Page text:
All fame is foreign, but of true desert ;
256 And more true joy Marcellus exil'd feels, Than Cæfar with a senate at his heels.
In Parts superior what advantage lies ? Tell (for You can) what is it to be wise ? 250 'Tis but to know how little can be known; To see all others faults, and feel our own: Condemn’d in bus’ness or in arts to drudge, Without a second, or without a judge: Truths would you teach, or save a sinking land? All fear, none aid you, and few understand. 266 Painful preheminence! yourself to view Above life's weakness, and its comforts too.
Bring then these blessings to a strict account ; Make fair deductions ; see to what they mount: 270 How much of other each is sure to cost; How each for other oft is wholly loft ; How inconsistent greater goods with these; How sometimes life is risqu'd, and always ease: Think, and if still the things thy envy call,
275 Say, would'I thou be the Man to whom they fall? To figh for ribbands if thou art so filly, Mark how they grace Lord Umbra, or Sir Billy. Is yellow dirt the passion of thy life? Look but on Gripas, or on Gripus' wife. 280
If Parts allure thee, think how Bacon fhin'd,
VER. 281. 283. If parts allure thee,-Or ravish'd with the whistling of a Name,] These two instances are chosen with great judgment; the worid, perhaps, doth not afford two other such. Bacon discovered and laid down those principles, by whose aflistance, Newton was enabled to unfold the whole law of Nature. He was no less eminent for the creative power of his imagination, the brightness of his conceptions, and the force of his expression: Yet being legally convicted for bribery and corruption in the administration of Justice, while he presided in the supreme Court of Equity, he endeavoured to repair his ruined fortunes by the most profligate fattery to the Court: Which, from his very first entrance into it, he had accustomed himself to practise with a prostitution that disgraceth the very profession of letters.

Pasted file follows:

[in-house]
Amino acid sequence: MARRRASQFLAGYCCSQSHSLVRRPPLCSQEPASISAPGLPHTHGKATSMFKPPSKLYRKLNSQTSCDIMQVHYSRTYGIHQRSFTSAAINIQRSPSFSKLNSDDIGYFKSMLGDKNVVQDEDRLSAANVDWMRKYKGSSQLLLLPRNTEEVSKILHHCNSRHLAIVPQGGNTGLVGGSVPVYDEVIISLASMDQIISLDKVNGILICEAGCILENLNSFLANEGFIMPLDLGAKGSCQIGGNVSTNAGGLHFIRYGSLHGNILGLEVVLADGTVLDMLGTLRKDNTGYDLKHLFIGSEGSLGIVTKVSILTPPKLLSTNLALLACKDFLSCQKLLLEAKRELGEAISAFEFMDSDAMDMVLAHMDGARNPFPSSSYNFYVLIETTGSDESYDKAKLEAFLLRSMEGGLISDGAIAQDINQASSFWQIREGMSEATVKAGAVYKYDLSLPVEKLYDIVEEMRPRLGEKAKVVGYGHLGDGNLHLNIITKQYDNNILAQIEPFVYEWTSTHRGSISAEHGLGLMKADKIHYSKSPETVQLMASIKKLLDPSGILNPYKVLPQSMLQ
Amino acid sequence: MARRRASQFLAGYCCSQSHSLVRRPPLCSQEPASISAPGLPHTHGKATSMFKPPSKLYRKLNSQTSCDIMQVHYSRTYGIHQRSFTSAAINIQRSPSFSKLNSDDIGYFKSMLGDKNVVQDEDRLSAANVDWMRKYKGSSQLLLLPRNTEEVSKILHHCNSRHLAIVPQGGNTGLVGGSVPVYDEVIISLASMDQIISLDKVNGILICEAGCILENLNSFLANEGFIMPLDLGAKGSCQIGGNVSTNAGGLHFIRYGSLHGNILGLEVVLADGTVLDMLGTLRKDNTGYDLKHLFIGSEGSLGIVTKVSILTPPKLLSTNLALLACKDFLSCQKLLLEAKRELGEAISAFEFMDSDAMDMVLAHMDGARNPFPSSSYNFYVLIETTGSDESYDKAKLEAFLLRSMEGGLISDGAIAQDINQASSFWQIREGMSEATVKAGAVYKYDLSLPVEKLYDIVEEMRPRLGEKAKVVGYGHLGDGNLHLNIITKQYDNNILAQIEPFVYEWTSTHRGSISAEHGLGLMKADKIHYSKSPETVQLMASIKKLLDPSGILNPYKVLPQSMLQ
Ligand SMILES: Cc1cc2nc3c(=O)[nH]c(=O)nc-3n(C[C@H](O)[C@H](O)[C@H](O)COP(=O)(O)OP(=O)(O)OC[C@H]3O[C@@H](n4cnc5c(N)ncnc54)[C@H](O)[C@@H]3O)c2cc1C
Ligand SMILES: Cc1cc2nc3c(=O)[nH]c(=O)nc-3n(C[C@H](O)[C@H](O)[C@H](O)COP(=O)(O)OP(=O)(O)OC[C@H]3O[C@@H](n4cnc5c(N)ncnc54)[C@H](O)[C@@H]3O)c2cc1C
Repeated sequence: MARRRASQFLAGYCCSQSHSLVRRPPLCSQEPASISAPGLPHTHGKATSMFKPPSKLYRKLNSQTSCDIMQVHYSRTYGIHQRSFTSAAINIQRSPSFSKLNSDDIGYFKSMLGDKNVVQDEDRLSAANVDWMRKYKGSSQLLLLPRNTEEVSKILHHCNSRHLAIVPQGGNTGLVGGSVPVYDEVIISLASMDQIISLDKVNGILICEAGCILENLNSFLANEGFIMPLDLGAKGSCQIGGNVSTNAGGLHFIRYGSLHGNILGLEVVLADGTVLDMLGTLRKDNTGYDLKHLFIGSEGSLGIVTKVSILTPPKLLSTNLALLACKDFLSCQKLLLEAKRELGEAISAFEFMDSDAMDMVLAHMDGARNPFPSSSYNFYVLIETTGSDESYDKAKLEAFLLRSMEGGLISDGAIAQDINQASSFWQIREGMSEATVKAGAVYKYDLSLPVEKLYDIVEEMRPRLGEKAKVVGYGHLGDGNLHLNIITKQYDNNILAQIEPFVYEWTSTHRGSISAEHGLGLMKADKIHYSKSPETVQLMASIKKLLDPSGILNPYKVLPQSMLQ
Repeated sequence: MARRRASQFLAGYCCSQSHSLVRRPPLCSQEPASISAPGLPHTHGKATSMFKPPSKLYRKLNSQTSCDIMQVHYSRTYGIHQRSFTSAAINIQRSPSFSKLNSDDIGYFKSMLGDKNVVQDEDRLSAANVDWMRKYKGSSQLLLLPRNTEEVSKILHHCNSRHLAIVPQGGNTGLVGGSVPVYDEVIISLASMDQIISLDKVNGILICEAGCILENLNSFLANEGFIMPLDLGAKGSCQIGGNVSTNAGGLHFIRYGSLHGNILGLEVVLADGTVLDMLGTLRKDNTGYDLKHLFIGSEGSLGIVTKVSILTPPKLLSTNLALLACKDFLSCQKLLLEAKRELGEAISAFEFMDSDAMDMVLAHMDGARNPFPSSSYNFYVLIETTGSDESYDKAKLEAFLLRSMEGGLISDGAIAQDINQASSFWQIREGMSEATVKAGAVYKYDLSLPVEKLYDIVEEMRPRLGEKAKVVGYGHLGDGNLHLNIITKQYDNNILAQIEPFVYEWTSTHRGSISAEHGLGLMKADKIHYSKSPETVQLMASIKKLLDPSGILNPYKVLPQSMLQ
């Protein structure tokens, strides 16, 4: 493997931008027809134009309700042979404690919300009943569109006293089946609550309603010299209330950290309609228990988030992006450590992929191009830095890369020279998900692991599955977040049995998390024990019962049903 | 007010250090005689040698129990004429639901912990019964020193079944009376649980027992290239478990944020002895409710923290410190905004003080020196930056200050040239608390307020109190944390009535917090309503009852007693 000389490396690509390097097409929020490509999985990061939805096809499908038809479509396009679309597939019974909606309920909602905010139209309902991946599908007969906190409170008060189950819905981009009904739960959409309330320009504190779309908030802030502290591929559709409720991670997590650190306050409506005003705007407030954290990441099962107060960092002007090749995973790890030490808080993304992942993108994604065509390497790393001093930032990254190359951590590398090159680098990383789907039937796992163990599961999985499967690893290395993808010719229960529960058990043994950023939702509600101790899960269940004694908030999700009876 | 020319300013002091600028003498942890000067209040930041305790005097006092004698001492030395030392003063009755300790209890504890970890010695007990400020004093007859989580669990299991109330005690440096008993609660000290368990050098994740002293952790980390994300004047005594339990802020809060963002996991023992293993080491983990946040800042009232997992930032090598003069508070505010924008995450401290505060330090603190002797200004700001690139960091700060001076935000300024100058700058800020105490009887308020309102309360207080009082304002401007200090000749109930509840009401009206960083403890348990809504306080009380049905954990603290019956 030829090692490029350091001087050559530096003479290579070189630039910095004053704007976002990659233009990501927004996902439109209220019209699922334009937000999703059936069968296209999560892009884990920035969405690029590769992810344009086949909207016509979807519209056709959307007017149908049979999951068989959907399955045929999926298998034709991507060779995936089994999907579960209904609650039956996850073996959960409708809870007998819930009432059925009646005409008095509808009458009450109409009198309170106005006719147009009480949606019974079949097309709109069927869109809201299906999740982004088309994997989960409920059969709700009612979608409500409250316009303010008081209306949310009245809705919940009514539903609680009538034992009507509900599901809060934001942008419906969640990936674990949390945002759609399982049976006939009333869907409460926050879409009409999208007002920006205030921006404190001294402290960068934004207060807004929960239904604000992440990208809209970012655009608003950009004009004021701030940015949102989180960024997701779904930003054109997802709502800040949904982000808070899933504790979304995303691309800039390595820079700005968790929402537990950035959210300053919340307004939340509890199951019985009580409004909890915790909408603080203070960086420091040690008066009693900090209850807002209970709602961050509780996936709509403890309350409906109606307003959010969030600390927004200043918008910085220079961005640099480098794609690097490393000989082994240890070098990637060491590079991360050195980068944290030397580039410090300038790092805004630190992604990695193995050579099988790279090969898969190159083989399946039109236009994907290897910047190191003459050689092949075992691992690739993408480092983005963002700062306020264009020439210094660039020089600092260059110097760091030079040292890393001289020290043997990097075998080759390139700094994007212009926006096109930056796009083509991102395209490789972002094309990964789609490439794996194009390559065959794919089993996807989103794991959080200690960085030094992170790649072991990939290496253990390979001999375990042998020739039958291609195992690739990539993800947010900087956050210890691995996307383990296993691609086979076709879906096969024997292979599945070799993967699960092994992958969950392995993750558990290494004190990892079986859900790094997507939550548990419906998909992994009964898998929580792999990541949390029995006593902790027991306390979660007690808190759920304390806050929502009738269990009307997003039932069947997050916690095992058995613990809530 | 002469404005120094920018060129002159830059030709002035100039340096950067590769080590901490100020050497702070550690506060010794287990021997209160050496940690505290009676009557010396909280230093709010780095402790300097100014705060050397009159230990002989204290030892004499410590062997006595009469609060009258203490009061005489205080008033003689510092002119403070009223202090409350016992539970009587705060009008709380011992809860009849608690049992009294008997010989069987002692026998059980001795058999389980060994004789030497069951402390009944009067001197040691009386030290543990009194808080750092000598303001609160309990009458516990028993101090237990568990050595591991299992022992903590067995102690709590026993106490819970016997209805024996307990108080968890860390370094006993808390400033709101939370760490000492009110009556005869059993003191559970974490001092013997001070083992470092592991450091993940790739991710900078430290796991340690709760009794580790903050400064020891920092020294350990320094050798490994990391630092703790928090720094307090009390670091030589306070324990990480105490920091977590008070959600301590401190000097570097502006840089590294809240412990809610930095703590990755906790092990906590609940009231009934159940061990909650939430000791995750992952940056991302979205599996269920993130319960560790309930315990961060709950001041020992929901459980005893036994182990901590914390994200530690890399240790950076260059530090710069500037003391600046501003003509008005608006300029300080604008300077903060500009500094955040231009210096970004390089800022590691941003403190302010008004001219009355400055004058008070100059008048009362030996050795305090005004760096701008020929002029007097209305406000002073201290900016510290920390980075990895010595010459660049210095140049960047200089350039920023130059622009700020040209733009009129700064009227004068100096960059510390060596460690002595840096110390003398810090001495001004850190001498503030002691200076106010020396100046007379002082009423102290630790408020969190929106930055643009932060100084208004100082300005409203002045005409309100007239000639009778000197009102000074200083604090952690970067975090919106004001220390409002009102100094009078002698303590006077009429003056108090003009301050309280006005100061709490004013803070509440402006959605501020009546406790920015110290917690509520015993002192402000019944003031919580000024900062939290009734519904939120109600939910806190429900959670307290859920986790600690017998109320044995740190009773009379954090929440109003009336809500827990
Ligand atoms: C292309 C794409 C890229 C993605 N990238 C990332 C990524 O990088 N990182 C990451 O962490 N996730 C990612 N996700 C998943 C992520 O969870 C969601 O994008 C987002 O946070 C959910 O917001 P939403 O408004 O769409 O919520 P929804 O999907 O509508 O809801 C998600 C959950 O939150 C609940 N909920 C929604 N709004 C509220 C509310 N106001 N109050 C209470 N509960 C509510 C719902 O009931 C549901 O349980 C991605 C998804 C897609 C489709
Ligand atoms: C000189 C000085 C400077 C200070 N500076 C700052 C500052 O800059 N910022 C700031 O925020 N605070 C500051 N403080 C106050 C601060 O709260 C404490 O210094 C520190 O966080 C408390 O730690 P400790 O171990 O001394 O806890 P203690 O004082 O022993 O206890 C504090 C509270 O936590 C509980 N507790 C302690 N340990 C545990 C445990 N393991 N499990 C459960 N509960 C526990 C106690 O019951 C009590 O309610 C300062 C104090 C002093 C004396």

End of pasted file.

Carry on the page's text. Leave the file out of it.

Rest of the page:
Cromwell feemeth to be distinguished in the most eminent manner, with regard to his abilities, from all other great and wicked men, who have overturned the Liberties of their Coun-' try. The times, in which others succeeded in this attempt, were such as saw the spirit of Liberty suppressed and stified, by, a general luxury and venality : But Cromwell fubdued his country, when this spirit was at its height, by a successful struggle against court-oppression ; and while it was conducted and supported by a set of the greatest Geniuses for government the world' ever saw embarked together in one common cause.
VER. 283. Or ravished with the whistling of a Name,] And. even this fantastic glory sometimes suffers a terrible reverse.Sacheverel, in his Voyage to I-columbkill, describing the church there, tells us, that “ In one corner is a peculiar inclosure, in ". which were the monuments of the kings of many different “ nations, as Scotland, Ireland, Norway, and the Ijle of Man.